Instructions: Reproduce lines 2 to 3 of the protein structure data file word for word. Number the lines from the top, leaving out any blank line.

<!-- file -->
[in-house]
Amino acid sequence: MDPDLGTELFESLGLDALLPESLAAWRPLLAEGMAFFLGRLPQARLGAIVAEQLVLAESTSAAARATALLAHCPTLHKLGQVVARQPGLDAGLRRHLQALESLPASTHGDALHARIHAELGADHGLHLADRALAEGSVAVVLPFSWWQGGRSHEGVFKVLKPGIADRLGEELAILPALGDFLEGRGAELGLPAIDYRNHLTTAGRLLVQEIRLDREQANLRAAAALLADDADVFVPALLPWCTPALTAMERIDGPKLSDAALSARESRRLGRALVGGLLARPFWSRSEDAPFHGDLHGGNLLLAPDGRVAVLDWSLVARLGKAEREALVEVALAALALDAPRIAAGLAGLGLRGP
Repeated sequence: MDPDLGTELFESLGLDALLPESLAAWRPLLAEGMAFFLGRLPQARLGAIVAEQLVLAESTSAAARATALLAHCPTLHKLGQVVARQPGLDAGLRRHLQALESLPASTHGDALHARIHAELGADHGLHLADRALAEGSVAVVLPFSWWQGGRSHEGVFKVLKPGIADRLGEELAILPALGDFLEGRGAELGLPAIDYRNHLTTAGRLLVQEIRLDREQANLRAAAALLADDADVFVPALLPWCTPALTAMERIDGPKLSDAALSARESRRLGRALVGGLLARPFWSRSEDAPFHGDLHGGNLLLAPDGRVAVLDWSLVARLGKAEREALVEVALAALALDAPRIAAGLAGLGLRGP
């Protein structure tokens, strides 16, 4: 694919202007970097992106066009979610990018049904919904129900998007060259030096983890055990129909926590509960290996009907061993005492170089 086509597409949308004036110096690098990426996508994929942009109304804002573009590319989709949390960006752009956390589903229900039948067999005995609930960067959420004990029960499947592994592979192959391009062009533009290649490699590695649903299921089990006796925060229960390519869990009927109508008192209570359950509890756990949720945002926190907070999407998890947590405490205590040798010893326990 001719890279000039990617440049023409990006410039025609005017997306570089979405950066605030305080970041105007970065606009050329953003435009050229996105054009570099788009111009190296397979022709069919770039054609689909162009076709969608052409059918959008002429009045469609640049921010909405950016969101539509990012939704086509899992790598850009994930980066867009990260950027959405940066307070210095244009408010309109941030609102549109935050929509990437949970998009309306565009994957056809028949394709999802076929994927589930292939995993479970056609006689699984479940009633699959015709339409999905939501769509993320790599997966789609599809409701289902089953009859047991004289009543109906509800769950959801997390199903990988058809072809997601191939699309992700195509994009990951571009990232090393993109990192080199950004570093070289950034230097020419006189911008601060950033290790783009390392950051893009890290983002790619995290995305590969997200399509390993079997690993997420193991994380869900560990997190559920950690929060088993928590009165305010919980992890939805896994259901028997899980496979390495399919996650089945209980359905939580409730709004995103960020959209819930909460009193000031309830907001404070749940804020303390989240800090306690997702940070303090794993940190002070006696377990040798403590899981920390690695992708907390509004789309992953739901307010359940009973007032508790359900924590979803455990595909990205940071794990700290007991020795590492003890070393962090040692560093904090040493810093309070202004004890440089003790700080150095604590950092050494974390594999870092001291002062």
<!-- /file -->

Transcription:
Amino acid sequence: MDPDLGTELFESLGLDALLPESLAAWRPLLAEGMAFFLGRLPQARLGAIVAEQLVLAESTSAAARATALLAHCPTLHKLGQVVARQPGLDAGLRRHLQALESLPASTHGDALHARIHAELGADHGLHLADRALAEGSVAVVLPFSWWQGGRSHEGVFKVLKPGIADRLGEELAILPALGDFLEGRGAELGLPAIDYRNHLTTAGRLLVQEIRLDREQANLRAAAALLADDADVFVPALLPWCTPALTAMERIDGPKLSDAALSARESRRLGRALVGGLLARPFWSRSEDAPFHGDLHGGNLLLAPDGRVAVLDWSLVARLGKAEREALVEVALAALALDAPRIAAGLAGLGLRGP
Repeated sequence: MDPDLGTELFESLGLDALLPESLAAWRPLLAEGMAFFLGRLPQARLGAIVAEQLVLAESTSAAARATALLAHCPTLHKLGQVVARQPGLDAGLRRHLQALESLPASTHGDALHARIHAELGADHGLHLADRALAEGSVAVVLPFSWWQGGRSHEGVFKVLKPGIADRLGEELAILPALGDFLEGRGAELGLPAIDYRNHLTTAGRLLVQEIRLDREQANLRAAAALLADDADVFVPALLPWCTPALTAMERIDGPKLSDAALSARESRRLGRALVGGLLARPFWSRSEDAPFHGDLHGGNLLLAPDGRVAVLDWSLVARLGKAEREALVEVALAALALDAPRIAAGLAGLGLRGP